KOSIK: Elise, let me ask you one more question about China, if China isn't on board with us can the U.S. hope to get North Korea to back down on the rhetoric? LABOTT: Well, U.S. officials, Alison, all admit and analysts say all roads lead to China. China is so important here. They really see China as key because China has the pocketbook. China can all of a sudden stop aid to North Korea, be a little bit tougher, say listen those fuel shipments are running a little bit late but I think we might be overestimating China's influence here. You've seen China over recent years talk to the North Koreans, warning them to not make a nuclear test, not to do a missile test and North Korea goes ahead anyway.

But there is a big debate right now in China from senior officials on up to President (INAUDIBLE) to saying "Listen, North Korea might be, our relationship might be a little bit against our national security and we're just not really getting much bang for our buck with North Korea." So I think it remains to be seen over the coming weeks and months how cozy China remains with North Korea. The U.S. has tried to get China to crack down in the past, hasn't had too much success but China might be reaching its end point.

KOSIK: All right. Elise Labott, Anna Coren, thank you.

BLACKWELL: Some of Kim Jong-un's most passionate supporters the young people. That's because they're taught at a young age to pay homage to their leader and to hate America.

Brian Todd met one man who went through it as a child.


BRIAN TODD, CNN CORRESPONDENT (voice-over): A captivating sight in Pyongyang Friday a rally staged by the Korean Children's Union. They pledge allegiance to the state and get their red scarves.

At another similar event, a young lady could barely get her words out.

UNIDENTIFIED FEMALE (through translator): My heart is pounding. It's my first time seeing the venerated leader Kim Jong-un and I'm deeply touched by his love and care.

TODD (on camera): Look familiar to you?


This is what I did all the time when I was in North Korea.

TODD (voice-over): Daniel Choi grew up in North Korea's world of child indoctrination. Choi now 24 says from as early as he could remember he had to sing songs at school paying homage to Kim Jong-il and his father, the founder of North Korea, Kim il-sung. He often had to visit monuments in their honor, and bow before them, marching military style was routine. Kids who failed to tow the line he says saw this happen to their families.

DANIEL CHOI, NORTH KOREAN DEFECTOR: They sent to farms or a very cold place.

TODD: An official with Amnesty International tells us North Korean children are taught to monitor each other. Daniel Choi says even math class involved propaganda.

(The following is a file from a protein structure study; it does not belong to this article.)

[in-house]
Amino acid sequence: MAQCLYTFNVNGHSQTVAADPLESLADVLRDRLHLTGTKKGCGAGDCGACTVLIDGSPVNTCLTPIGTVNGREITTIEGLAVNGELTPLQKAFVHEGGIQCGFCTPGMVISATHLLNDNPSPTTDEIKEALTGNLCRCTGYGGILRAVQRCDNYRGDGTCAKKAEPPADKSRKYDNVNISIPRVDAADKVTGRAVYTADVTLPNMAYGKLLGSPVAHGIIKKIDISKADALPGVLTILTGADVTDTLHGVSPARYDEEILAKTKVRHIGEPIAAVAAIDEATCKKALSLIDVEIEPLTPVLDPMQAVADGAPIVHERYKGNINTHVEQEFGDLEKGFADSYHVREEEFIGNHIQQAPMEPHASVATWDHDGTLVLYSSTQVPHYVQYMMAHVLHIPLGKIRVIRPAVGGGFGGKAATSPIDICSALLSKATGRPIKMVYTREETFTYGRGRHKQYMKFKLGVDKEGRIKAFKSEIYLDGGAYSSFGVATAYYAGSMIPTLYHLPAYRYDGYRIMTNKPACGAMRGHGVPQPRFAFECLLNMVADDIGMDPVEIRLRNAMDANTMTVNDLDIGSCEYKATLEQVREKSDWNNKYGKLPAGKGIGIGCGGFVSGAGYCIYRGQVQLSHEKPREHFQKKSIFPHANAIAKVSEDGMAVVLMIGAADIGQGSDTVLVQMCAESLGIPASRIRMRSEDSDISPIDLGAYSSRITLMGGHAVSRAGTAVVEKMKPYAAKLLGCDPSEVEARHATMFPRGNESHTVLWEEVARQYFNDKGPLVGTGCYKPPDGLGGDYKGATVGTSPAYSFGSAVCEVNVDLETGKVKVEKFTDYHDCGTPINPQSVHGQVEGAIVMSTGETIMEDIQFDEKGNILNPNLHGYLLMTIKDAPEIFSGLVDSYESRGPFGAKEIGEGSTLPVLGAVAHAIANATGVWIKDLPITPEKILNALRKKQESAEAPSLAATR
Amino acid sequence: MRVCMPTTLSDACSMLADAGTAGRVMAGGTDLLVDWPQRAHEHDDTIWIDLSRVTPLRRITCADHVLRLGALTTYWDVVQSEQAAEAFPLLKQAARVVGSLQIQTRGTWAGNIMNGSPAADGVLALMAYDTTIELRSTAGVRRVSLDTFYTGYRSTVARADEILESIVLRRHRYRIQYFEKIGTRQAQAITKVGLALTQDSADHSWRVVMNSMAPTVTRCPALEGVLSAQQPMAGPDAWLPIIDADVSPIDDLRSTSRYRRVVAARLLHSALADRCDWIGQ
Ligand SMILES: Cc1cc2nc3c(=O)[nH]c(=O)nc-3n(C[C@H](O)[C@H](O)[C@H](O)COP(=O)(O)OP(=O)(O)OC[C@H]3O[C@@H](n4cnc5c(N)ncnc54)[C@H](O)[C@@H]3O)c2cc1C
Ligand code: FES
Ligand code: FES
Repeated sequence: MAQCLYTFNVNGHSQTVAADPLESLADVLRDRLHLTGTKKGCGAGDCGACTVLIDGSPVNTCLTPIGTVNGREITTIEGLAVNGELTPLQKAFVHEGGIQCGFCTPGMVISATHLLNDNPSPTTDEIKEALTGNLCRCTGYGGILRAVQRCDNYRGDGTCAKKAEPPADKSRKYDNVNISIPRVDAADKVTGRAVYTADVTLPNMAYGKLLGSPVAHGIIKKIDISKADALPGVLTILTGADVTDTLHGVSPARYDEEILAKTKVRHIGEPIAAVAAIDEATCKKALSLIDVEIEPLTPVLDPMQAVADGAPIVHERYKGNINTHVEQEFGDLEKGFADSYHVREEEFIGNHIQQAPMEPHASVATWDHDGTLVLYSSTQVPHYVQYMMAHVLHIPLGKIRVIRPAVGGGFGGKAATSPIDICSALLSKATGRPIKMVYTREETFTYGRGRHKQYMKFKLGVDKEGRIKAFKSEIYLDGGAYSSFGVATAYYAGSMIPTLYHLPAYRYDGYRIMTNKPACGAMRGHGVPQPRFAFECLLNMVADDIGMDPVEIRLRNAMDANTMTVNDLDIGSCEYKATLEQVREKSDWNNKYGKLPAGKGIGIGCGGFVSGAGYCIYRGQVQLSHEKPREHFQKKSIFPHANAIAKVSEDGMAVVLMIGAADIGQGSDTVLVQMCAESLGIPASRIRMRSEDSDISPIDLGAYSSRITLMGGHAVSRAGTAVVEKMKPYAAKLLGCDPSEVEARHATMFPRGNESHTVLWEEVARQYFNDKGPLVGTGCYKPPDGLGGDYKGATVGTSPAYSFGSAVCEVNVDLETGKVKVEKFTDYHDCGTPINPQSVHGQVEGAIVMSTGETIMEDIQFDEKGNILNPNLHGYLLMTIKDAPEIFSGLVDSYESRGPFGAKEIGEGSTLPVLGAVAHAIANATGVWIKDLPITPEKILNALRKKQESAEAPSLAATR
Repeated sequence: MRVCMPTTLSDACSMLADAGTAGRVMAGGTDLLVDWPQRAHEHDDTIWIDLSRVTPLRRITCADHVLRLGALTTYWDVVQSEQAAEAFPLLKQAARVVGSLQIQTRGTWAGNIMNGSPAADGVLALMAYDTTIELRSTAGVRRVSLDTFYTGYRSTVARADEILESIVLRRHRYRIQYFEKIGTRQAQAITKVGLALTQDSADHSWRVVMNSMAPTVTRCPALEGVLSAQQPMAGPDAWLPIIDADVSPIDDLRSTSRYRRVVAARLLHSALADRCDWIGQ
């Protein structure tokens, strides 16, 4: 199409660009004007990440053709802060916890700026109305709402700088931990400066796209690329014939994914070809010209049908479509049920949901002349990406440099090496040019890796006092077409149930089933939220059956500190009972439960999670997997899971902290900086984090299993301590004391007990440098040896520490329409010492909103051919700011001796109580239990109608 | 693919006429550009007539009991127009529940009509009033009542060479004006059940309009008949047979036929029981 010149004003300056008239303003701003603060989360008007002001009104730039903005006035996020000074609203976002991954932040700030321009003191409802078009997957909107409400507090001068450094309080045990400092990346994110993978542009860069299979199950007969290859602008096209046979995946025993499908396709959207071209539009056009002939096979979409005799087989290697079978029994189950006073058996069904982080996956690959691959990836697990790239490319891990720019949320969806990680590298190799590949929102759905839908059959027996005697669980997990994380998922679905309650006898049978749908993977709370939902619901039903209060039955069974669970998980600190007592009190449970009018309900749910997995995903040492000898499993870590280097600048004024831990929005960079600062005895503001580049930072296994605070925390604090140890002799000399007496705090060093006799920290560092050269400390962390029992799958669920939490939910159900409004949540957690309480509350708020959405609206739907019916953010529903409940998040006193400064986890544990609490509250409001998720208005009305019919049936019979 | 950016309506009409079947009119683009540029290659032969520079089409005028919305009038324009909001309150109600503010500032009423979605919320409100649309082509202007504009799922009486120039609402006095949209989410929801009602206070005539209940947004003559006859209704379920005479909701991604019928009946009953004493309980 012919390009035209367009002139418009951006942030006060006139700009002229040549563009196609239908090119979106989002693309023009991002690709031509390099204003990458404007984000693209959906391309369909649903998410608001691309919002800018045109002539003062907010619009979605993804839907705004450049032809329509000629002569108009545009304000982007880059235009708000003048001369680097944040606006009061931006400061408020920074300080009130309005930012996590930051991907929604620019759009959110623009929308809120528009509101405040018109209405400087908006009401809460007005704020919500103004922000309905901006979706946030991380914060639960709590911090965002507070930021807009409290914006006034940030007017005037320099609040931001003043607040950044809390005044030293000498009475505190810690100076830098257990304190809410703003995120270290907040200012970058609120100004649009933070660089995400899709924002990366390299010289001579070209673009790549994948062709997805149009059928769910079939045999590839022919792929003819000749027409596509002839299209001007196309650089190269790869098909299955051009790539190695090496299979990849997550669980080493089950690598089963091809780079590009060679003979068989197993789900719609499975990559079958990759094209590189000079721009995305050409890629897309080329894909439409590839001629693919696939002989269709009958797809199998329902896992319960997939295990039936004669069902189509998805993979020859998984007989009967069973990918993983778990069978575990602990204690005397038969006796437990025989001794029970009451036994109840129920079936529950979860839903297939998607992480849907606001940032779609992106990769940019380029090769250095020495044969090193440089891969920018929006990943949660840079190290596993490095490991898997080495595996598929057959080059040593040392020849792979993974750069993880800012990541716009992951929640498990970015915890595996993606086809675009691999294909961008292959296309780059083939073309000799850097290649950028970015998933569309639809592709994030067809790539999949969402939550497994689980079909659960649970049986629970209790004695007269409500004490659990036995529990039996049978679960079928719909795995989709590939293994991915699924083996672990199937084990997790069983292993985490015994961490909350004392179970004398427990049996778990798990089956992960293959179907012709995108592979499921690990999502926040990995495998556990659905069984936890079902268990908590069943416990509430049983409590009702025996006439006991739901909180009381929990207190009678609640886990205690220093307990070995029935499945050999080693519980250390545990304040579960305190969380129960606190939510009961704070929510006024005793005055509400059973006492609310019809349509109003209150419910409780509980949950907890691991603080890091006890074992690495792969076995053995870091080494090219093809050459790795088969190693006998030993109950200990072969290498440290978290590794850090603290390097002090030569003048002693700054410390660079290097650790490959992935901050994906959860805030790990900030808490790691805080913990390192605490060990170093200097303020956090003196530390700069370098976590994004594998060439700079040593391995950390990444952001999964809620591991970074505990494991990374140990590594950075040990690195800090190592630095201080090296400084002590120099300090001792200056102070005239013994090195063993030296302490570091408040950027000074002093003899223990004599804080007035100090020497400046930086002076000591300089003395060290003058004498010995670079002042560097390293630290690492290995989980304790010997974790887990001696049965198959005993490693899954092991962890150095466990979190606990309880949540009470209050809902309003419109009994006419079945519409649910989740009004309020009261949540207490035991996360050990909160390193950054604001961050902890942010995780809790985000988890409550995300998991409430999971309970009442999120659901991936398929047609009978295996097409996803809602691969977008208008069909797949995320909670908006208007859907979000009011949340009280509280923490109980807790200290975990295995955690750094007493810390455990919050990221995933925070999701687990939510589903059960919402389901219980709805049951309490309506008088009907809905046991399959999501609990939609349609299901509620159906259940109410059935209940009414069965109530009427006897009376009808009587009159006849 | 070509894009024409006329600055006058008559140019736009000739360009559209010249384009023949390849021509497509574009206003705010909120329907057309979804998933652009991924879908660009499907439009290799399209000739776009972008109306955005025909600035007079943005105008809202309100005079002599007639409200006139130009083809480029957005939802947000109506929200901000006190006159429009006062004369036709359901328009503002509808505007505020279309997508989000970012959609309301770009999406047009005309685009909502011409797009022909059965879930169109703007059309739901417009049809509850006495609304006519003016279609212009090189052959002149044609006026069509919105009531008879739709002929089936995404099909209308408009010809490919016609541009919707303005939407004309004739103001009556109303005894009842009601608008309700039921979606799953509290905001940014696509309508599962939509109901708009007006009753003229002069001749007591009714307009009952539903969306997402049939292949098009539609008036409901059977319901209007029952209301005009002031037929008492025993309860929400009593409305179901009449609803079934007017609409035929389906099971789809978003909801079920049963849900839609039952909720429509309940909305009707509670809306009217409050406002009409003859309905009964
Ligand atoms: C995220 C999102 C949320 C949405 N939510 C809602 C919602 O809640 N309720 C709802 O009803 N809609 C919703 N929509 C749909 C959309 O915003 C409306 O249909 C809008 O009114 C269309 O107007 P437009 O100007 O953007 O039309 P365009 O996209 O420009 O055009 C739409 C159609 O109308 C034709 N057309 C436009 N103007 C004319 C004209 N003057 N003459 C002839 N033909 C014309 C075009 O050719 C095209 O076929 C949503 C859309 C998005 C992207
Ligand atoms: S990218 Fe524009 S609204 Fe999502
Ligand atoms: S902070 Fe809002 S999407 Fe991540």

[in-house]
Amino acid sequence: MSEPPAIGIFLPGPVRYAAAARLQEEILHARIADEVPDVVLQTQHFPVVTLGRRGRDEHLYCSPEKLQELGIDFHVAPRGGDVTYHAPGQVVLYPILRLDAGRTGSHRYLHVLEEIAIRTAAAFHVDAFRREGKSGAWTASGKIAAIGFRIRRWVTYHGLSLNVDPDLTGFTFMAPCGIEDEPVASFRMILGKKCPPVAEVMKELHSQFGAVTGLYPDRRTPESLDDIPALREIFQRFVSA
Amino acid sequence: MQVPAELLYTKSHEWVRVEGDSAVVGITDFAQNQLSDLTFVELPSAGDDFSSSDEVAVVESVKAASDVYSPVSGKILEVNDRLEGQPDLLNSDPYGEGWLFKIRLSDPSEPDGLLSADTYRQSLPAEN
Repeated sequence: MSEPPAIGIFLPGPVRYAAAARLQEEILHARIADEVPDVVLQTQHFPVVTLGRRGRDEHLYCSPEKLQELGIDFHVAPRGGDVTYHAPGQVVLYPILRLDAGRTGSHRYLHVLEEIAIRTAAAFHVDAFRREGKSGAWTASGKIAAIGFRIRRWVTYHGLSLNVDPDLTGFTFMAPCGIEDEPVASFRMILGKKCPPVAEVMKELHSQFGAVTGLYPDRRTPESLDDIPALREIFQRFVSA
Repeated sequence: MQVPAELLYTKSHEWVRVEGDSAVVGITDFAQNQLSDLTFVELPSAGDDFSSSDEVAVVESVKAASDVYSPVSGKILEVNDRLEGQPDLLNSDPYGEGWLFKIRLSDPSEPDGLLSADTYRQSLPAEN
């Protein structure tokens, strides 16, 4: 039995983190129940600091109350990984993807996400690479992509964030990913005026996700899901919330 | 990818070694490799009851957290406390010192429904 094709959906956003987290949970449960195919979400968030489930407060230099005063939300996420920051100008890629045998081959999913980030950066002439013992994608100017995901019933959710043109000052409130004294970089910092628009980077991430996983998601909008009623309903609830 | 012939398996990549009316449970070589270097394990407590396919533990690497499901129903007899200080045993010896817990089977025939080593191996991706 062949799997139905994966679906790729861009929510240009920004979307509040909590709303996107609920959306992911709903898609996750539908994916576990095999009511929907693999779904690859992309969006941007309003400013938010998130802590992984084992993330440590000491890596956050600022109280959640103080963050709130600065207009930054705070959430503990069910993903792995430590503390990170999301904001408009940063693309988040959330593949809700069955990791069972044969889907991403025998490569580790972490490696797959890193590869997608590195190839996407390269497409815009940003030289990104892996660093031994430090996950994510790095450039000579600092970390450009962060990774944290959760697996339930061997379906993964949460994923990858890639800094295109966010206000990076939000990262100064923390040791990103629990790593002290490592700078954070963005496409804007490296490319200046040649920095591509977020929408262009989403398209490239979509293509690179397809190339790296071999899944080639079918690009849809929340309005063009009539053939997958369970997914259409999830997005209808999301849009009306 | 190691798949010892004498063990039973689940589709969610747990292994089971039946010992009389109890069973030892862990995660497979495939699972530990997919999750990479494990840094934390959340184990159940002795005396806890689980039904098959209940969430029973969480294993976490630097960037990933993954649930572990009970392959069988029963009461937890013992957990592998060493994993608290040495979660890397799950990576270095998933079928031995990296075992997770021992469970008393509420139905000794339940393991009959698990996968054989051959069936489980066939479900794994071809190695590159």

CHOI: There is five Americans, American soldiers invade North Korea, and brave North Koreans kill them all Americans and how many left like that.

TODD: In school, Choi says stones were used to simulate hand grenades.

CHOI: They practice to show how far or how little.

TODD (on camera): And that's for gym class.

CHOI: Gym class, there's targets - they make targets of American soldiers.

TODD (voice-over): Analysts say North Korean children are in effect brainwashed from the time they're first cognizant. There are youth cells for the army, experts say, as well as for factories, government agencies, farms.

Analyst Gordon Flake visited a place called The Children's Model Farm in 1996.

GORDON FLAKE, MANSFIELD FOUNDATION: They brought all the kids out to greet us and they came out again with that kind of well rehearsed kind of glassy-eyed stare saying hello in Korean or good-bye and again in a remarkable way that there's a degree of indoctrination.

TODD: Getting the red scarf means you're in the young pioneer core, the parallels to previous dictatorships, Flake says are stark.

FLAKE: I don't need to make the comparison. It's obvious. This is clearly a highly indoctrinated totalitarian state where the children are tools of the state, just like it was in Hitler, just like it was in Stalin's Soviet Union.

TODD: Designed to get children to follow their leaders to the very end. Choi was lucky, he was smuggled out at age 14.

CHOI: Until I escaped from North Korea, I could die for them.

TODD: What does Choi think of Kim il-Sung and his family now. He says "nothing special, ordinary men."

(on camera): Gordon Flake says North Koreans have been so heavily indoctrinated from their youth that many who escape have a tough time functioning in modern democracies with high levels of unemployment and alcoholism, among some he says, there's even a desire to go back to North Korea.

Brian Todd, CNN, Washington.


KOSIK: The retrial of ousted Egyptian President Hosni Mubarak got under way this morning. A minute later though it was over. That's because the judge withdrew himself from the case, putting it on hold. Chaos erupted as the judge walked out. Mubarak watched the whole thing from a cage in the courtroom. He faces charges related to the killings of protesters during Egypt's 2011 uprising.